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Genetic associations at 53 loci highlight cell types and biological pathways relevant for kidney function

Nature Communications volume 7, Article number: 10023 (2016) | Download Citation

This article has been updated

Abstract

Reduced glomerular filtration rate defines chronic kidney disease and is associated with cardiovascular and all-cause mortality. We conducted a meta-analysis of genome-wide association studies for estimated glomerular filtration rate (eGFR), combining data across 133,413 individuals with replication in up to 42,166 individuals. We identify 24 new and confirm 29 previously identified loci. Of these 53 loci, 19 associate with eGFR among individuals with diabetes. Using bioinformatics, we show that identified genes at eGFR loci are enriched for expression in kidney tissues and in pathways relevant for kidney development and transmembrane transporter activity, kidney structure, and regulation of glucose metabolism. Chromatin state mapping and DNase I hypersensitivity analyses across adult tissues demonstrate preferential mapping of associated variants to regulatory regions in kidney but not extra-renal tissues. These findings suggest that genetic determinants of eGFR are mediated largely through direct effects within the kidney and highlight important cell types and biological pathways.

Introduction

Chronic kidney disease (CKD) is a global public health problem1,2,3, and is associated with an increased risk for cardiovascular disease, all-cause mortality and end-stage renal disease4,5. Few new therapies have been developed to prevent or treat CKD over the past two decades1,6, underscoring the need to identify and understand the underlying mechanisms of CKD.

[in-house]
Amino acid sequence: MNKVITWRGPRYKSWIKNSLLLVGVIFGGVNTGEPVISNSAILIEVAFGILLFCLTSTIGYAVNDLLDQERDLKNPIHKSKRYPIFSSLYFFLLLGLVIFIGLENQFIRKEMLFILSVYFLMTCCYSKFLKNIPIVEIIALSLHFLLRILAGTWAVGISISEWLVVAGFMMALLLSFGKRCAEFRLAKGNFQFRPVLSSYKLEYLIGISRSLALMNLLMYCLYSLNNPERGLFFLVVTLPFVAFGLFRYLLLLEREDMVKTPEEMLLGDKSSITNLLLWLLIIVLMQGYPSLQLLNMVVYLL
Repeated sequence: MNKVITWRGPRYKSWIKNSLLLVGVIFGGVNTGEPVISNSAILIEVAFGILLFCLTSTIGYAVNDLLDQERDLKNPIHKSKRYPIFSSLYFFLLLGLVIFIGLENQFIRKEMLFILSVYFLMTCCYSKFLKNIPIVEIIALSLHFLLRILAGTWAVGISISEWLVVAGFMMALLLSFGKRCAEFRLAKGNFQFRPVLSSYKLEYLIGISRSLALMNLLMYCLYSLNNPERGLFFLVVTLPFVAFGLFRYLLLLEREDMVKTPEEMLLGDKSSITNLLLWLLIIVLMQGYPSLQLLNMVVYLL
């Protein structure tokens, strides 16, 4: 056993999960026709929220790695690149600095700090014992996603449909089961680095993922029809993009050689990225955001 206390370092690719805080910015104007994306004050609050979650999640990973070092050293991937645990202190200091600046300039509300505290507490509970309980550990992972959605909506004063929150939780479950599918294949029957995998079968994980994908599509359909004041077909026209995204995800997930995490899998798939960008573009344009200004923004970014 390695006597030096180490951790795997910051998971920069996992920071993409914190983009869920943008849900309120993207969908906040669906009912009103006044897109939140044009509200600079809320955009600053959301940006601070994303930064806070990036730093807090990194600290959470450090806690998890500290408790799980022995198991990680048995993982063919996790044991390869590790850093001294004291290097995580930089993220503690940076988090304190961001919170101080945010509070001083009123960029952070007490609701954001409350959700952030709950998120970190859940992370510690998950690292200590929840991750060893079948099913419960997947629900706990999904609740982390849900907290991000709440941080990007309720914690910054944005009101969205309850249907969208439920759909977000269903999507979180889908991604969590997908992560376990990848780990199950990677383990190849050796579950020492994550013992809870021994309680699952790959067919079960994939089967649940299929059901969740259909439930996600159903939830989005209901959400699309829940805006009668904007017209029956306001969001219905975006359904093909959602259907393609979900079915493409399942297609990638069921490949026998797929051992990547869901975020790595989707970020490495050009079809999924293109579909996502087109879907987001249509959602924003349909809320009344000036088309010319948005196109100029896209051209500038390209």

Prior genome-wide association studies (GWAS) have identified multiple genetic loci associated with CKD and estimated glomerular filtration rate (eGFR), a measure of the kidney’s filtration ability that is used to diagnose and stage CKD7,8,9,10,11,12,13,14,15. Subsequent functional investigations point towards clinically relevant novel mechanisms in CKD that were derived from initial GWAS findings16, providing proof of principle that locus discovery through large-scale GWAS efforts can translate to new insights into CKD pathogenesis.

To identify additional genetic variants associated with eGFR and guide future experimental studies of CKD-related mechanisms, we have now performed GWAS meta-analyses in up to 133,413 individuals, more than double the sample size of previous studies. Here we describe multiple novel genomic loci associated with kidney function traits and provide extensive locus characterization and bioinformatics analyses, further delineating the physiologic basis of kidney function.

Results

Stage 1 discovery analysis